So if politically it makes more sense for the GOP to wait until 2015 to take up immigration, we know the bill won't help the GOP with Hispanics and we know the Democrats have no intention of honoring any security provisions, then why bother? It's almost as if the House Leadership in the GOP is willing to pay a big price to pass a bill, even though they know it has no chance of working...and there's the big secret.
There are a lot of businesses out there that want an endless supply of cheap labor, which would be fine, except that they want everyone else to pay for it. An illegal alien with no car insurance, no health insurance, who claims he has 14 kids so he can get an earned income tax credit can work cheaper than a law abiding American. So, when the illegal crashes his car, you pay for it. When he gets sick, you pay for it. Your taxes put his kids through school. Your taxes pay the bills if he goes to jail. Your tax dollars go into his pocket when he cheats on his taxes -- meanwhile, the Chamber of Commerce crowd makes so much money off of these illegals that they can afford to donate some of it to politicians like John Boehner, Marco Rubio, Paul Ryan, Lindsey Graham and John McCain in order to get them to keep the gravy train going.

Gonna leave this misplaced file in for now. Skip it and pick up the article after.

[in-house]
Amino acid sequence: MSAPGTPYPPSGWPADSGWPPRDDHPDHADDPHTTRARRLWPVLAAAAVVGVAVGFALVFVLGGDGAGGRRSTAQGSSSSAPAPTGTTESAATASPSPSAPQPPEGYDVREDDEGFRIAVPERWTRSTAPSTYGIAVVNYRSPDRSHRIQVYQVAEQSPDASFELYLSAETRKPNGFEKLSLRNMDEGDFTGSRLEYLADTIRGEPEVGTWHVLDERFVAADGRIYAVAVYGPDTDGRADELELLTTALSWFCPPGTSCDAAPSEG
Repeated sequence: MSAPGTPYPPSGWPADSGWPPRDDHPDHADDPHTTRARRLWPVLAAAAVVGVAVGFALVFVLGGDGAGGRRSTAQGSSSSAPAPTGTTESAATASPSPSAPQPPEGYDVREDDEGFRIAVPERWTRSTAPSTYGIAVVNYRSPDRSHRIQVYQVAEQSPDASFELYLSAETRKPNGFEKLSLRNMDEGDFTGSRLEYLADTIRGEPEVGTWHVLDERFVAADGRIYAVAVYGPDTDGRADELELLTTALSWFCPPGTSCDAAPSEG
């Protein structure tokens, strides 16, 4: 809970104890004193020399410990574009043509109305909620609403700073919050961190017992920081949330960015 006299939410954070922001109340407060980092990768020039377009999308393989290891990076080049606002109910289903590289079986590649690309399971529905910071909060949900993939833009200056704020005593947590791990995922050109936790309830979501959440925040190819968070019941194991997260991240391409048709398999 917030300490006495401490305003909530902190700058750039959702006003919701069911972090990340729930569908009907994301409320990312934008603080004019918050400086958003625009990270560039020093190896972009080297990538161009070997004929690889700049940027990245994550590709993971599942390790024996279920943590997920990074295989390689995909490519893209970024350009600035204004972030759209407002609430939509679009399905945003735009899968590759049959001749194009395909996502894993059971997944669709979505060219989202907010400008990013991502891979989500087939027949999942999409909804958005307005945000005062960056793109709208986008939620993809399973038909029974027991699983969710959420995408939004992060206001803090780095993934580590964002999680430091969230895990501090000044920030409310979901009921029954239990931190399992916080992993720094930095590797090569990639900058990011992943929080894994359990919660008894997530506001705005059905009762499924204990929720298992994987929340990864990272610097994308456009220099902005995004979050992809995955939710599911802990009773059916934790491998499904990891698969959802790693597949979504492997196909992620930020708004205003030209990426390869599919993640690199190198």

Ironically, the reason they're so desperate to ram the bill through this year is because the political landscape looks so favorable to Republicans right now. Since the filibuster is essentially dead, if the GOP adds seats in the House and takes over the Senate, suddenly the GOP wouldn't be able to use, "It was the best deal Harry Reid and Nancy Pelosi would sign off on" as an excuse for signing on to a terrible bill. Additionally, both John McCain and Marco Rubio are up for reelection in 2016 and could face strong primary challenges. That means the two biggest advocates of amnesty in the Senate would both have to at least pretend that they want to "build the dang fence." and stop illegal immigration in 2015. Moreover, no legitimate contender for President on the Republican side is going to back an amnesty bill. All of them would oppose a terrible bill because the primary voters would insist on it. That means the GOP would either have to legitimately deal with the issue in 2015, which Boehner, Ryan, Rubio, McCain, Graham, etc. have no intention of doing, or they'd have to wait to see what the landscape looks like in 2017.In other words, this whole immigration push that the GOP leadership in the House is embracing is a scam. It doesn't matter what they tell you, what they promise or how good they make it sound; immigration reform this year would be about as legitimate as a letter from a Nigerian prince.